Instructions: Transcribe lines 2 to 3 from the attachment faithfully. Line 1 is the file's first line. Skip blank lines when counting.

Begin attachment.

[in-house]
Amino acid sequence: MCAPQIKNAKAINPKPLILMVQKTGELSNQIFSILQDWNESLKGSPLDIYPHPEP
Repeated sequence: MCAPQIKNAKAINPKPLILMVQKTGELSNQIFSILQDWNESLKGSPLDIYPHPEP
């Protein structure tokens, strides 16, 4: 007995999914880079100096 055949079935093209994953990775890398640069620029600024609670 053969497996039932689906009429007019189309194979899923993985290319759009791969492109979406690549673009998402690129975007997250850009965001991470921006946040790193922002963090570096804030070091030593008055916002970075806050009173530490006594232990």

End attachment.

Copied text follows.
Amino acid sequence: MCAPQIKNAKAINPKPLILMVQKTGELSNQIFSILQDWNESLKGSPLDIYPHPEP
Repeated sequence: MCAPQIKNAKAINPKPLILMVQKTGELSNQIFSILQDWNESLKGSPLDIYPHPEP